‘I Forget Where We Were’ by Ben Howard is out now on Universal/Island Records. Howard will embark on a sold out tour of the UK and Ireland in December.
By Mary Chang
on Friday, 10th October 2014 at 10:00 am
Atlanta rapper Rome Fortune just finished up a support slot opening for Glass Animals on their massive autumn tour of North America. I’m generally not a huge fan of straight rap, but there was just something about Fortune’s opening performance at the Black Cat in Washington DC on 17 September that I found very honest. Not to mention he’s quite catchy with his rhyme and got everyone’s hands in the air too!
Guess they’re all pals now, as Dave Bayley reworked their new buddy Rome into a new version of their upcoming single ‘Hazey’, which drops next Monday, the 13th of October, on Wolf Tone / Caroline International. (We previously posted the promo and live from London Meltdown Festival versions of the single on TGTF.) So for today’s MP3(s) of the Day (and more!) post, we’re streaming below that rework, along with the entire ‘Small VVorld’ album from Rome Fortune that premiered on Billboard on Tuesday, which Fortune is offering up entirely for free. Have a listen to both and if you fancy grabbing the album for your very own, you can do so through this link.
According to their record label Fierce Panda, Sheffield indie rockers The Crookes are “never knowingly underemployed”, and in keeping with that mantra, they have announced a list of live shows in England to follow their current American tour.
To accompany their American tour dates, the band have released ‘When You’re Fragile’, from their recent LP ‘Soapbox’, to American radio. The track will also feature as a b-side to upcoming single ‘Howl’, due for release on the 24th of November to coincide with their live shows on this side of the pond. You can have a listen to ‘Howl’ below the tour date listing. Tickets for the following shows are available now.
Sunday 23rd November 2014 – Oxford Jericho
Monday 24th November 2014 – Preston Ferret
Tuesday 25th November 2014 – Liverpool Arts Club
Wednesday 26th November 2014 – Norwich Waterfront Studio
Thursday 27th November 2014 – Manchester Sound Control
Friday 28th November 2014 – Leeds Wardrobe
Saturday 29th November 2014 – Middlesborough Westgarth 2
Sunday 30th November 2014 – Derby Victoria Inn
Maximo Park’s Paul Smith and Field Music’s Peter Brewis have a new collaboration. ‘Frozen By Sight’ combines Brewis’ formidable musical chops with Smith’s rum lyrics, inspired by, or possibly lifted verbatim from, notes collected on his travels. Which amounts to some jazz-rock noodling overlaid with Smith’s momentously banal observations. There’s more than a whiff of Grauniad-endorsed chin-stroking implied here, with a side order of 6th-form pretension: imagine your least favourite uncle’s holiday slide show commentary with a soundtrack by Creme Brulée from The League of Gentlemen and you’re in the right ballpark.
‘Exiting Hyde Park Towers’ comes first. Ignore the ugly Americanism “exiting” and focus on the fact that the story largely comprises Smith hanging around in a London park observing a chap taking a phone call, meeting up with his girlfriend (who, it is noted, is wearing pink flip-flops), and wandering off into the distance. And there was I hoping for some incisive social commentary. ‘Barcelona (At Eye Level)’ is similarly dramaless – some people wander around the marina and lightning flashes a few times. Why did Gaudi bother?
Having said all that, as you might expect Brewis is as strong as ever, intertwining delicate yet assertive strings throughout his arrangements, showcasing the south-of-Tyne sounds we’ve come to know and love – big, thudding ’70s-style drums, fluid time signatures ebbing and flowing as required, and meaty, up-front production. Smith is known for his, as Yoko Ono would put it, “moon, spoon, june” lyrical style, so it’s quite pleasant to hear him take a more stream-of-consciousness approach here, which suits the meandering nature of the soundtrack and indeed the concept as a whole. And to be fair they do deliver on the concept – Smith has frozen a moment in time by visual observation, and baldly recorded it in a literary form halfway between prose and poetry, rather than a more conventional medium – that of photography, say.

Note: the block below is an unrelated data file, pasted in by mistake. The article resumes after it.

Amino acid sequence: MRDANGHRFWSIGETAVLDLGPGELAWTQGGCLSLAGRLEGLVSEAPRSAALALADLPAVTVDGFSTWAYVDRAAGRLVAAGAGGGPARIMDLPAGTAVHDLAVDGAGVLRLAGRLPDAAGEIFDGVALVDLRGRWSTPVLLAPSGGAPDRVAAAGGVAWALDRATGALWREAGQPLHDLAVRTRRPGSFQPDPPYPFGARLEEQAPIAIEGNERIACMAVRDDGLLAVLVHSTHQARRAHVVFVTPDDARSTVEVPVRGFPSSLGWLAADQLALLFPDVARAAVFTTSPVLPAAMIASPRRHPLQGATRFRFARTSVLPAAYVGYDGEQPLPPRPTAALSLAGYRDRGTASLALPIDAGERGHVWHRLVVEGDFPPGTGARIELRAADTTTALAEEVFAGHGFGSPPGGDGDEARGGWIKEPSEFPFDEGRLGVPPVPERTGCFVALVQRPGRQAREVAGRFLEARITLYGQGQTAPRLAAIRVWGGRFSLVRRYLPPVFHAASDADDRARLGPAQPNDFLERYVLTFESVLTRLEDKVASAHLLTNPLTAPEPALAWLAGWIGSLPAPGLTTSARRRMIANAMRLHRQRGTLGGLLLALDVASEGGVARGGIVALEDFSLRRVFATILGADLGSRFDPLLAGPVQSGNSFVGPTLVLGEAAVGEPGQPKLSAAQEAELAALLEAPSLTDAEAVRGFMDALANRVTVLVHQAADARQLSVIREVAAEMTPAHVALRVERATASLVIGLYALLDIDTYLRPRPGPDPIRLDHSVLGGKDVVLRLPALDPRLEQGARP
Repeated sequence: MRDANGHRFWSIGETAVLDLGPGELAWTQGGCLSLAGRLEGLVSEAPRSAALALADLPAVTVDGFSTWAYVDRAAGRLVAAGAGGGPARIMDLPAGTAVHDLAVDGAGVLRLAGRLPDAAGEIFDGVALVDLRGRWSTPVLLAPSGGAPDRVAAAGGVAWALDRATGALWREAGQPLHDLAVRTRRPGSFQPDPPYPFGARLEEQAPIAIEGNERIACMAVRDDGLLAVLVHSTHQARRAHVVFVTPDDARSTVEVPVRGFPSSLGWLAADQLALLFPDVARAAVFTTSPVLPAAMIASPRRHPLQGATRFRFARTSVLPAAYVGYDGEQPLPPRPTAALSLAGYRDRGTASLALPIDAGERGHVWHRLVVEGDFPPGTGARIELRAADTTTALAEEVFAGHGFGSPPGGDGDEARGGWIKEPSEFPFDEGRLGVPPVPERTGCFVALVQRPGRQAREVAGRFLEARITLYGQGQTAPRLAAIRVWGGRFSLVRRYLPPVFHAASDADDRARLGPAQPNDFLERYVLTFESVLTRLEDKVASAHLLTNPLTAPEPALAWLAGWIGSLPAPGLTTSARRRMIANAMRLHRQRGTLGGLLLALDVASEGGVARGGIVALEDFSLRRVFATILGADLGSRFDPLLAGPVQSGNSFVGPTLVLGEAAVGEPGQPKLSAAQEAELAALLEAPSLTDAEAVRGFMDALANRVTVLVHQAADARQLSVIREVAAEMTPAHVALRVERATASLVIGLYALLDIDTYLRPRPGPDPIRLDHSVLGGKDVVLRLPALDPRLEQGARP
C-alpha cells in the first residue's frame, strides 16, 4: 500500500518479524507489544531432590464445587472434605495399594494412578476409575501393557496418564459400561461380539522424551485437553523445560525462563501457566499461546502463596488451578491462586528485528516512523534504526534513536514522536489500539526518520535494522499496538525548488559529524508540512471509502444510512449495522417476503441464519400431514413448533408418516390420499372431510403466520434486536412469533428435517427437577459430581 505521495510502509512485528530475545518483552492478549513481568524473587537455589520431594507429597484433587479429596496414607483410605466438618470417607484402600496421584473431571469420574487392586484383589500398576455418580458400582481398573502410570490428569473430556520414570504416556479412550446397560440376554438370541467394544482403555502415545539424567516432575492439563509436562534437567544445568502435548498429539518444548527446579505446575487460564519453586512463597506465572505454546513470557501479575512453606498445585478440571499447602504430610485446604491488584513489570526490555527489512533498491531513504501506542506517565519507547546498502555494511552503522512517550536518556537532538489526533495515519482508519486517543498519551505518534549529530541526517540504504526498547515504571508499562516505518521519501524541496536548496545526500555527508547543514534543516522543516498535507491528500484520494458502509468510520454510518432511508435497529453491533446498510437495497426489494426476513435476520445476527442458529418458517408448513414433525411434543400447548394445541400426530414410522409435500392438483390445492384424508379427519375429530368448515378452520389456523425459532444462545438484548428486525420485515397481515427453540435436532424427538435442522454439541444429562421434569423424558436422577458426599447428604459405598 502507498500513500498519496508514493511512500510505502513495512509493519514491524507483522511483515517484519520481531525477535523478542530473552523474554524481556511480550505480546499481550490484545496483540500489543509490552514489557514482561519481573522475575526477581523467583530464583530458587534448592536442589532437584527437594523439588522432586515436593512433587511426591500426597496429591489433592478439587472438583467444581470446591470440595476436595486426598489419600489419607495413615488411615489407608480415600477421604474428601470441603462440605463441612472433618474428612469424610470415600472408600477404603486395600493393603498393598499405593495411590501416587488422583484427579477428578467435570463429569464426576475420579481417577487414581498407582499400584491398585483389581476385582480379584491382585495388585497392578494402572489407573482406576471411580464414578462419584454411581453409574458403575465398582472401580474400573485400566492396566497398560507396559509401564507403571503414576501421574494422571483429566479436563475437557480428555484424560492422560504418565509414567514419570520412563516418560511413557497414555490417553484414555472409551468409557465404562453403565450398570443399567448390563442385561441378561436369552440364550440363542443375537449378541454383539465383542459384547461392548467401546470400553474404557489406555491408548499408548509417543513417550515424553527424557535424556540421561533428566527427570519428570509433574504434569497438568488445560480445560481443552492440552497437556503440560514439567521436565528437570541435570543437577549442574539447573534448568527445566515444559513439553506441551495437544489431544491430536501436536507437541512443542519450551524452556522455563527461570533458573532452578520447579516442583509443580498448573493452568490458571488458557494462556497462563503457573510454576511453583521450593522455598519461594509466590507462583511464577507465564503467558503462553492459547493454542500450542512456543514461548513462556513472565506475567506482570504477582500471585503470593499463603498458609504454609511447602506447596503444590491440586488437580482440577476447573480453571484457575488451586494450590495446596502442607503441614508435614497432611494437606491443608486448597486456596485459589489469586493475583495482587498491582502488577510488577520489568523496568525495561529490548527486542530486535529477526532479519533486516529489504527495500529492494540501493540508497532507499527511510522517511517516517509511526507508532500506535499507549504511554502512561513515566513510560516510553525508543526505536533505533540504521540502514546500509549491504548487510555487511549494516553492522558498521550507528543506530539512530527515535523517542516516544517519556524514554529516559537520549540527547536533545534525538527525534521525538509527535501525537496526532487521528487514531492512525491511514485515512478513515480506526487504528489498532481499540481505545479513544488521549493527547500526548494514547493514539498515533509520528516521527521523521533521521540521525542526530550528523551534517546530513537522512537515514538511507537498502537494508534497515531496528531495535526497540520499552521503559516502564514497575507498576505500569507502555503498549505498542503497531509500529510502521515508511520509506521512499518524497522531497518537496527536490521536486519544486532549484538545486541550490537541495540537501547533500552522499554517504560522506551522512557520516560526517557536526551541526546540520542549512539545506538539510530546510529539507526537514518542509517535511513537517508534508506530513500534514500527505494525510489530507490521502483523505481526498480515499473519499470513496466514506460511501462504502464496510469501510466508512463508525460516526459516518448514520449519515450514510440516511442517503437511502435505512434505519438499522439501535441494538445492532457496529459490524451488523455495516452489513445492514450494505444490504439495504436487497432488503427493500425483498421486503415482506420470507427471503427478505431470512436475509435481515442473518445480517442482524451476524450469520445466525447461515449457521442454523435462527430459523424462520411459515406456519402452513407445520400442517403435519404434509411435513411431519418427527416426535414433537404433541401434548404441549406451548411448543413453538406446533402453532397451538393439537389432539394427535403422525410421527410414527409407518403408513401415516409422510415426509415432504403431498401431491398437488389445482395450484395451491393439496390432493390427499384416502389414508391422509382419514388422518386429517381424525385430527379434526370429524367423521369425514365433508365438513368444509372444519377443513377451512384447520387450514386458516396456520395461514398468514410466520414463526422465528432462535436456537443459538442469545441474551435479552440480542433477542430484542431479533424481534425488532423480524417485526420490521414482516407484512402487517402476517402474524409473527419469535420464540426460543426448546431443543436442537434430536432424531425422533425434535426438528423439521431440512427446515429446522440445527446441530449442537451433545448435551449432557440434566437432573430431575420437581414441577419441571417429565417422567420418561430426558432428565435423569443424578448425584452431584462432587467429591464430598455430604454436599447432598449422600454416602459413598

Both tracks essentially desperately want to be ‘A Day in the Life’, and whilst Brewis does have a good stab at that multi-movemented style of orchestral pop, sadly Smith is no Paul McCartney when it comes to telling a story. He’s far too literal, lacking any sense of the fantastic, not letting his imagination intervene in his transcriptions of the day-to-day goings-on he observes. A decent dose of fancy, perhaps a tinge of psychedelia, or a few thousand conceptual holes, would have helped him climb out of a literal, lyrical one. But it will in all likelihood make a decent live happening, so for those of you lucky enough to live in London, Manchester or Gateshead (coincidentally the finest three cities in the UK), their live show is coming to you in December.
‘Frozen By Sight’ is due to be released on the 17th of November on Memphis Industries. The three-date English tour is set to take place in mid-December; all the details are here.
Former Roxy Music frontman Bryan Ferry has just announced a month-long tour of the UK for next spring. This massive list of dates promises to feature classic Roxy Music hits alongside Ferry’s solo efforts, including his new album ‘Avonmore’, which is due for release on the 17th of November. You can take an early listen to album track ‘Loop De Li’ below the tour date listing. Tickets for the following shows will go on sale this Friday, the 10th of October, at 10 AM.
Friday 8th May 2015 – Cambridge Corn Exchange
Saturday 9th May 2015 – Oxford New Theatre
Monday 11th May 2015 – Cardiff St. David’s Hall
Tuesday 12th May 2015 – Southend Cliff Pavilion
Thursday 14th May 2015 – Leicester De Montfort Hall
Friday 15th May 2015 – Bridlington Spa
Sunday 17th May 2015 – Newcastle City Hall
Monday 18th May 2015 – Manchester Palace Theatre
Wednesday 20th May 2015 – Birmingham Symphony Hall
Saturday 23rd May 2015 – Harrogate International Centre
Sunday 24th May 2015 – Edinburgh Usher Hall
Tuesday 26th May 2015 – Liverpool Philharmonic Hall
Wednesday 27th May 2015 – Sheffield City Hall
Friday 29th May 2015 – Glasgow Royal Concert Hall
Saturday 30th May 2015 – Blackpool Opera House
Monday 1st June 2015 – London Royal Albert Hall
Thursday 4th June 2015 – Brighton Dome
Friday 5th June 2015 – Portsmouth Guildhall
Sunday 7th June 2015 – Poole Lighthouse
Monday 8th June 2015 – Bristol Colston Hall